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The July 13 settlement of a lawsuit over allegedly fixed credit card interchange fees is a credit positive for the two largest industry players Visa and Mastercard, but will have a smaller impact on merchant acquirers, retailers and banks, said Moody’s Investors Service in a new special comment "Credit Card Interchange Fee Settlement is Credit Positive For Visa, MasterCard."
The $6.6 billion settlement concludes a protracted legal proceeding that saw retailers sue credit card network operators and the largest banks that issue Visa and MasterCard payment cards, alleging a conspiracy to fix interchange fees.
As part of the settlement Visa will pay its $4.4 billion share from its litigation escrow account, which is funded by the shareholdings of U.S. member banks. But the longer-term impact of this settlement will continue to factor into ratings, said Moody’s.
"This settlement removes a major uncertainty for Visa and MasterCard with an interchange fee reduction much smaller than expected," said Stephen Sohn, a Moody’s VP – senior credit officer. "Without this litigation overhang, Visa and MasterCard could pursue more aggressive financial policies that will be key to any possible rating changes."
One effect of the settlement might be a reduction in credit card volumes, says the rating agency. That’s because retailers are now free to impose surcharges on credit card purchases, although "no-surcharge" laws in 10 states—including California, Texas and New York—will remain valid.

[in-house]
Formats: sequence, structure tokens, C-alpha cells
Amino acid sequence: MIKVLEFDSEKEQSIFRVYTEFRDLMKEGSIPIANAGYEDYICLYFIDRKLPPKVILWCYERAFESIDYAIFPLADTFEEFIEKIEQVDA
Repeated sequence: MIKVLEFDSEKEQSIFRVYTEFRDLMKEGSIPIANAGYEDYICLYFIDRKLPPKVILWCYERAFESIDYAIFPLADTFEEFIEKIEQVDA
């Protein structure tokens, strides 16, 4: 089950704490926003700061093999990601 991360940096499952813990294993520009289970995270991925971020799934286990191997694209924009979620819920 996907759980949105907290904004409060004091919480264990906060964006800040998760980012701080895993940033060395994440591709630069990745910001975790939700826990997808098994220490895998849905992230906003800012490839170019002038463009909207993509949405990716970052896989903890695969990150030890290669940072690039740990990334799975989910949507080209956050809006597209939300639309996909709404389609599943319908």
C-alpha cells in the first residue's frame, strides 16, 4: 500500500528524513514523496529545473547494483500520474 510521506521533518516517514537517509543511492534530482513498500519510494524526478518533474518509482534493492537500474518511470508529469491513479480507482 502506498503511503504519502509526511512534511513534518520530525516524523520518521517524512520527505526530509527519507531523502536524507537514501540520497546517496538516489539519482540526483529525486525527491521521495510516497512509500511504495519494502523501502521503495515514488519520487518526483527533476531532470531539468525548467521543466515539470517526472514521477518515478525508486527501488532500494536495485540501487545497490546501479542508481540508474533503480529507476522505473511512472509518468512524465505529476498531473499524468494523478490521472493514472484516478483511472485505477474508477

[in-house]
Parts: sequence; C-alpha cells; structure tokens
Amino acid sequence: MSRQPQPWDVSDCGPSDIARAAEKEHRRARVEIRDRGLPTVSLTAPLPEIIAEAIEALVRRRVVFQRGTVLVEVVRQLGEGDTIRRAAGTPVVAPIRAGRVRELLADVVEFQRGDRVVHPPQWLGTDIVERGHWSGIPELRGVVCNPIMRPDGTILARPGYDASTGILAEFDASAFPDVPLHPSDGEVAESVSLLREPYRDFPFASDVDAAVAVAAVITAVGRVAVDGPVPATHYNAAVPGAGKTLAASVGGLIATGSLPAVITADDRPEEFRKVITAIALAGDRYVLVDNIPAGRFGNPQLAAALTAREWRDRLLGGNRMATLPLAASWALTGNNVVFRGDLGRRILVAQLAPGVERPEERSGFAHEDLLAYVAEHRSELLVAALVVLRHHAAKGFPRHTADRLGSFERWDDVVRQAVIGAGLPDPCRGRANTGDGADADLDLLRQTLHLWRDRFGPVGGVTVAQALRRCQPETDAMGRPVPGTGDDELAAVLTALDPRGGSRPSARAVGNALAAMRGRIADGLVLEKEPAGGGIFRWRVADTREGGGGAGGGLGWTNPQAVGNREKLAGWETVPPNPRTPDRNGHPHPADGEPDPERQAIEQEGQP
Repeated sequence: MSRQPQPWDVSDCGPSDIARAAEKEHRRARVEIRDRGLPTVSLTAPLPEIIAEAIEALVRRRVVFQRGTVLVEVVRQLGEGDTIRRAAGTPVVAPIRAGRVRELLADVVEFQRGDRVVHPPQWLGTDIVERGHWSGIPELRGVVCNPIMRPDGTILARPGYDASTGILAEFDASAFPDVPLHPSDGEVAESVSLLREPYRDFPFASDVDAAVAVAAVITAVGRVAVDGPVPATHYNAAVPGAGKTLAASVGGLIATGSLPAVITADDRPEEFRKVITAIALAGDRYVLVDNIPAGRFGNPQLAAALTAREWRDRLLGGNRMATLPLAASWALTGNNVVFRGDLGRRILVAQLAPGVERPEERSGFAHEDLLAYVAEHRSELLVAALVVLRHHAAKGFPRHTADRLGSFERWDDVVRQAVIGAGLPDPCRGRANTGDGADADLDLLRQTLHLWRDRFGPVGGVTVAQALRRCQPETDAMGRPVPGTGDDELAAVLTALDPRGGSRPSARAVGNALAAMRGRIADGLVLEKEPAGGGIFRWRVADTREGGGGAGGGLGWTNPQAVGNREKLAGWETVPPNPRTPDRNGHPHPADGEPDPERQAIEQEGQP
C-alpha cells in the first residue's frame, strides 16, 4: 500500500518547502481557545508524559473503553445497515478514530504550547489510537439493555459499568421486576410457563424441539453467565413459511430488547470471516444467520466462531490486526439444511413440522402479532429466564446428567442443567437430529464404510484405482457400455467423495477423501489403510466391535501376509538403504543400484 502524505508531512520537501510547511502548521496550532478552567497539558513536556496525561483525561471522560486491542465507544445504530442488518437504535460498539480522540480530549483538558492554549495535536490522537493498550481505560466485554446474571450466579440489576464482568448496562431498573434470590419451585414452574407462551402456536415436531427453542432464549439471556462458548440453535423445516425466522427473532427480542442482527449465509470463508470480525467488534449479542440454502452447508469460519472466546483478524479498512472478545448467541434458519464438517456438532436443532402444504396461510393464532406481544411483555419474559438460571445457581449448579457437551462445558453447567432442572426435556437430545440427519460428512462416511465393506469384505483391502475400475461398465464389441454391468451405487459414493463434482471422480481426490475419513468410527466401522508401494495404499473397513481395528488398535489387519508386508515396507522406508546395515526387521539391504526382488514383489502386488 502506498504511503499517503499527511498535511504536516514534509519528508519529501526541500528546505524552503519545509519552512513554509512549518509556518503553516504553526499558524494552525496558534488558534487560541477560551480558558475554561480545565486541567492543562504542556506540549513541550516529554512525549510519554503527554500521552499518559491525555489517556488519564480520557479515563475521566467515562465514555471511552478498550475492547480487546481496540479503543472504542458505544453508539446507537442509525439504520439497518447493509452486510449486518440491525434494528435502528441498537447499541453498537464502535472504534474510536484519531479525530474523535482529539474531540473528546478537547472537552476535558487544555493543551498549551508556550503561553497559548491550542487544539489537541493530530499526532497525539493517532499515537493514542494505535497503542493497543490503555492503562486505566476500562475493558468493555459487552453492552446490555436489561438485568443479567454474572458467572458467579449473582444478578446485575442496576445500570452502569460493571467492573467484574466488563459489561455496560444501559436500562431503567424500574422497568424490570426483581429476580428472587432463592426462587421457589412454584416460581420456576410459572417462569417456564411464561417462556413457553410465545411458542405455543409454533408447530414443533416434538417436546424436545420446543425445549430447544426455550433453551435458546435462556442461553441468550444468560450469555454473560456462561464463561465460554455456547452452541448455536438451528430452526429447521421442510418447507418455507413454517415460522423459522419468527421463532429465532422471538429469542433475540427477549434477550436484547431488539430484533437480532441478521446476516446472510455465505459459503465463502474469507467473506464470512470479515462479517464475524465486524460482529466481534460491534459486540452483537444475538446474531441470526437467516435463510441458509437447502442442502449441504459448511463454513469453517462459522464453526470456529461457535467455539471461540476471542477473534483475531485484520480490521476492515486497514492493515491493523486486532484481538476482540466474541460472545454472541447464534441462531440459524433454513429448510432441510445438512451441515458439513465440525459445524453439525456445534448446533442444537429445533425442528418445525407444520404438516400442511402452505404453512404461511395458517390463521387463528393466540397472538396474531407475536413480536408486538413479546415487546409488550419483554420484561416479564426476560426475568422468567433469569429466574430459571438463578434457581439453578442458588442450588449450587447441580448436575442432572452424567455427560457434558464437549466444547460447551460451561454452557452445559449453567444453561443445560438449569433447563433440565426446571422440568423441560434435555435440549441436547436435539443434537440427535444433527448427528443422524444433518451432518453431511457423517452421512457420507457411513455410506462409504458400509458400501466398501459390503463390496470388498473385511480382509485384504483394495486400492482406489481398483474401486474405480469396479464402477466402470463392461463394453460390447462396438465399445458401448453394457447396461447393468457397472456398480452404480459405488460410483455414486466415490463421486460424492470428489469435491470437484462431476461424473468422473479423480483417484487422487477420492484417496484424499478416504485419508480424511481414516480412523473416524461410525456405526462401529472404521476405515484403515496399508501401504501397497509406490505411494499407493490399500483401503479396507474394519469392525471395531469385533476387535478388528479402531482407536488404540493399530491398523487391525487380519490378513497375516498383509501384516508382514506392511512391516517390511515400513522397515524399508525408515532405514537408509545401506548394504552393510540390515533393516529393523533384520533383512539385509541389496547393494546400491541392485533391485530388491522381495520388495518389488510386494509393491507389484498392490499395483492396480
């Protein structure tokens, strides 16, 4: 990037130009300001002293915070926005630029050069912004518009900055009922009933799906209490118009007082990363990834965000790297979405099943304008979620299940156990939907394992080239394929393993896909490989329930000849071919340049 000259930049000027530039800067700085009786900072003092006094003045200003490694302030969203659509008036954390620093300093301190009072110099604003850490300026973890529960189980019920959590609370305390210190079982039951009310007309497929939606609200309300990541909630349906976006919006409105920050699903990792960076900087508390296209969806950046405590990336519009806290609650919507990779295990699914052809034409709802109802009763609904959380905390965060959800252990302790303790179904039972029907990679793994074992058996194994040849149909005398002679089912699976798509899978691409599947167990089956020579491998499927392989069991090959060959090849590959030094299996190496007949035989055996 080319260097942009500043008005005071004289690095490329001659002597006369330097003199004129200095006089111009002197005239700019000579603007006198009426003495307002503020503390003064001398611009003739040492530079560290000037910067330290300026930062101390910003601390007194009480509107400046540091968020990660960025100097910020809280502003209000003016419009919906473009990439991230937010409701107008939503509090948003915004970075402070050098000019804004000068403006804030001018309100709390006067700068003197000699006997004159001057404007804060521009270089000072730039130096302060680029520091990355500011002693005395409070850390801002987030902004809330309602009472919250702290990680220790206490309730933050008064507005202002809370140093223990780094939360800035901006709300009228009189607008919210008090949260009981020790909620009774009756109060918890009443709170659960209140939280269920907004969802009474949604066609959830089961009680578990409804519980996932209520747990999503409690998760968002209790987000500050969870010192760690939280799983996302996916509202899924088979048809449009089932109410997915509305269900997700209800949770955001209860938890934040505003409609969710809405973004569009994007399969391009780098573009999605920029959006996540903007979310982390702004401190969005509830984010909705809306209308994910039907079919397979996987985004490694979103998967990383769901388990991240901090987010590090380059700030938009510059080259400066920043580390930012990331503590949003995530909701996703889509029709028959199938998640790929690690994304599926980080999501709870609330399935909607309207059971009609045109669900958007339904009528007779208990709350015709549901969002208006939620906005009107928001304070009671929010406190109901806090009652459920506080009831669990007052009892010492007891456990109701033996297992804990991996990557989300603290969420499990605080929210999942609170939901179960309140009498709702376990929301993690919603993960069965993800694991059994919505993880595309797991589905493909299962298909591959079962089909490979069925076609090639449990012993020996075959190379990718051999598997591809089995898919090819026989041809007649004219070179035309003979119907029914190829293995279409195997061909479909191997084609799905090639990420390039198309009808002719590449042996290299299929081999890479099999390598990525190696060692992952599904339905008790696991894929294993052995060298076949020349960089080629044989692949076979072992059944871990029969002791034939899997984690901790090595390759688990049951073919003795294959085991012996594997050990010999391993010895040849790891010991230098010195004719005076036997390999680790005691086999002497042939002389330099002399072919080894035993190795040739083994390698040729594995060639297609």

Banks like JP Morgan Chase, Bank of America and Citigroup too will only be modestly affected by the settlement, standing to lose only about 1%-3% of pre-provision income, says Moody’s.
Given the relatively small reduction of credit card interchange fees (10 basis points for an eight-month period), we expect that merchant acquirers will only modestly benefit from keeping a portion of the savings in 2013.
But neither the monetary damages from the settlement or the temporary reduction in the interchange fees will have a material impact on the earnings of retailers. Moody’s expects any savings to offset rising operating costs.
The last area of the settlement that is of potential benefit to retailers is the ability to assess a surcharge on purchases made with a MasterCard or Visa credit card. However, because Moody’s believes consumers would not view surcharges favorably, it expects large national retailers not to add surcharges to credit-card purchases. However, Moody’s said it is possible that small mom-and-pop retailers who operate in states that allow surcharges may decide to add them.